…there is a compelling reason to do so.
What is a compelling reason?
A compelling reason is something that impacts their treatment efforts in a desirable way that is relevant to their current situation. For example, if you offer a product or service that can reduce HCP risk exposure, that’s relevant. If you offer something to address a pressing problem or need related to their ability to care for patients, that’s relevant. If you have something that can significantly reduce the financial impact of treating patients during this crisis, it’s relevant.
Salespeople are more likely to be welcome during this time if they bring solutions that are needed now. Anything else can and should wait. This doesn’t mean avoiding your accounts. By all means, stay in touch! Just don’t distract them from their primary job – caring for patients.

What Medical Sales Representative SHOULD Do During the Coronavirus Pandemic

  • Communicate with accounts: send emails, make phone calls, use SMS messaging if you normally communicate with customers that way. Let accounts know you’re there and you care. Make sure you’re meeting routine expectations.
  • Make sure your accounts have sufficient inventory of what they buy from you if there is higher usage during the pandemic. Be proactive by checking with them regularly to help them stay ahead of the need.
  • Look for ways to assist providers, patients, practices and institutions in relevant ways, such as by sharing a risk-reduction strategy other accounts are employing during the crisis they may not know about.
  • Call ahead, message or email customers to ask permission before dropping by
  • Contact competitive accounts and offer to be their Plan B to back-up their current suppliers
  • Be kind and patient. Recognize that people in your accounts are under pressure. Don’t take it personally if they’re not as friendly or attentive as in the past.
  • When you’re in the clinical environment, demonstrate good hand hygiene by washing hands frequently and using hand sanitizer. Medical professionals notice!
  • Accounts may post a policy banning unscheduled sales reps during this time. If so, respect it. Again, if you have a product, service, training or other information that can help them during this traveling time, by all means call or message to let them know.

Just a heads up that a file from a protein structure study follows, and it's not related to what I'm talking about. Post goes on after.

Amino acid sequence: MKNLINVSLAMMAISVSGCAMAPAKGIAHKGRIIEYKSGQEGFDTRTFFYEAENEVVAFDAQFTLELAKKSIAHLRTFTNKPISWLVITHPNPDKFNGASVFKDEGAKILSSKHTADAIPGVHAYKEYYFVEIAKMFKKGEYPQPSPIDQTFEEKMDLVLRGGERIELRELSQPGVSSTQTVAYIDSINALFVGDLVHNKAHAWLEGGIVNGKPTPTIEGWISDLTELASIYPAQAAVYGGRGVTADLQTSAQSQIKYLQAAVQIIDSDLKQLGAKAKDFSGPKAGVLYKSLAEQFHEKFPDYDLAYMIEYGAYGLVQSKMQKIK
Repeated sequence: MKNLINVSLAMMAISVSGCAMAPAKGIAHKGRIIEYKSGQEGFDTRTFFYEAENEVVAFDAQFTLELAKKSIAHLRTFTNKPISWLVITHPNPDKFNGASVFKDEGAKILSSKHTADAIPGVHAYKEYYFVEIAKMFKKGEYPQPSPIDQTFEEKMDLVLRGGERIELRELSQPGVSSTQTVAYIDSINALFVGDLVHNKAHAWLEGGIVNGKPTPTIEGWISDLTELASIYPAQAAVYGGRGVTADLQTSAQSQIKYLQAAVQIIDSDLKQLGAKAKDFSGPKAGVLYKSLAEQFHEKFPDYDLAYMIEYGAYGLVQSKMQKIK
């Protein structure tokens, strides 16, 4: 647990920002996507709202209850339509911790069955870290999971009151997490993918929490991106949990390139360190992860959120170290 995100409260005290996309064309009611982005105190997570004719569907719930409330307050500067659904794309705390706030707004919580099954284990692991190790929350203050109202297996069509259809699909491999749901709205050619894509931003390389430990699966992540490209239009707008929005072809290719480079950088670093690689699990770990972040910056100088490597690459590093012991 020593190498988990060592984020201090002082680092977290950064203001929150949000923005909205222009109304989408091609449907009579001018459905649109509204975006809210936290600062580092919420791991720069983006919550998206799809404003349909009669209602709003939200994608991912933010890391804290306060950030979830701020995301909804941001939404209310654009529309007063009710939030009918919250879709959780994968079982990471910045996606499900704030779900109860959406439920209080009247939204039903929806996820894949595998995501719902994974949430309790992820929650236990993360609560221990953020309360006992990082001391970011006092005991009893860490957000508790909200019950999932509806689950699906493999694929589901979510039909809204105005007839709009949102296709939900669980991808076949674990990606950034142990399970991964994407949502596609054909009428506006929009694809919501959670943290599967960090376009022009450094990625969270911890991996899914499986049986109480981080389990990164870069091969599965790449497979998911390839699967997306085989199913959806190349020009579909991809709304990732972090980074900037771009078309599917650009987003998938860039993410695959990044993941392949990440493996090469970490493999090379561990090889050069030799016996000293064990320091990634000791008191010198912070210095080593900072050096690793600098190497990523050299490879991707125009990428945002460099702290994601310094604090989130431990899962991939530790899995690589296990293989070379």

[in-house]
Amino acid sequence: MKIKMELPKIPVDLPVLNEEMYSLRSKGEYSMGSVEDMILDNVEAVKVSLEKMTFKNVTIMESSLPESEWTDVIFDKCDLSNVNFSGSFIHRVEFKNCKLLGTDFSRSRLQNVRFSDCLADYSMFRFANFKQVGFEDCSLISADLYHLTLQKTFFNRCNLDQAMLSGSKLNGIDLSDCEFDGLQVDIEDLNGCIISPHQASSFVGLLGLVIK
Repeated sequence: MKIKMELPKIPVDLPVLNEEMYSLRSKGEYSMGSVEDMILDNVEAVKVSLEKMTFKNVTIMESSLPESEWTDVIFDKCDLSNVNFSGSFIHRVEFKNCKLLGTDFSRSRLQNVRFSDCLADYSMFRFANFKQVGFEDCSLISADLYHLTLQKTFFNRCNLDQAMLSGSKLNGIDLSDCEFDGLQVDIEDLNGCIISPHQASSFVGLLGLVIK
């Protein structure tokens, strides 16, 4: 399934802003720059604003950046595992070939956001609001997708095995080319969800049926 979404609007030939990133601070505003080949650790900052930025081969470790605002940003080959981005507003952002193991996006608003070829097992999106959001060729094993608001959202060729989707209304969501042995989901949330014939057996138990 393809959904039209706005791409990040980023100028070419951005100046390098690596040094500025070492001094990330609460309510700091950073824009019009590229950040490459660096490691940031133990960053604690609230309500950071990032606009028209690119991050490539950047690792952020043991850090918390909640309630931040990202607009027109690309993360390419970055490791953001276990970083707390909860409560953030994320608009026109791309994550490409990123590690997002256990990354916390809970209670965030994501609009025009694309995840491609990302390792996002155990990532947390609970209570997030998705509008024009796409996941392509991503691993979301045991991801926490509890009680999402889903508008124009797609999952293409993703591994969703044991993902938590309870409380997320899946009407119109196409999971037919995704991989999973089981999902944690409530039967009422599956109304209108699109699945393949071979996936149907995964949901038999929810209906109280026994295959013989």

• Use any downtime to strengthen or alter your sales plan for every account moving forward. In times of change, you must change.

What Medical Sales Representative SHOULD AVOID During the Coronavirus Pandemic 

  • Avoid visiting accounts without permission. This is not a time to randomly drop off brochures. If an account requests written information or documents, ask if you can send a .pdf file or other electronic version.
  • Avoid unnecessary follow-up at this time. Unless a product/service you discussed previously is relevant and urgent in helping your accounts to address present needs, defer your follow-up calls for a later time.
  • For your accounts that are on the front line of dealing with coronavirus patients, don’t assume that no news is good news. Don’t make them hunt you down. Check on them regularly, even if only by email to key personnel.
  • Avoid physical contact with everyone unless they initiate it or request it. Even then, avoid it if possible by saying you’re observing recommended universal precautions to keep everyone safe.
  • Don’t linger. When you visit an account, get in, address business, get out. This is not the time for small talk or non-business related conversation.
  • When communicating with accounts, don’t waste customer time by being unprepared or unclear. Failure to be specific and to the point could make a lasting poor impression.

During a Crisis, You Show Your Accounts Who You Are

Disappoint or anger a customer during a crisis, and they’re unlikely to forget it. However, make them feel that you have their back no matter what by going above and beyond what’s expected and they’re likely to remember that.
You may have heard that with crisis comes opportunity. The novel coronavirus pandemic presents medical sales representatives with an opportunity to be their best and make a positive impact towards patient care. The world might not know how you contributed, but your accounts will, and you will. You’ve done your job well. That’s all that really matters.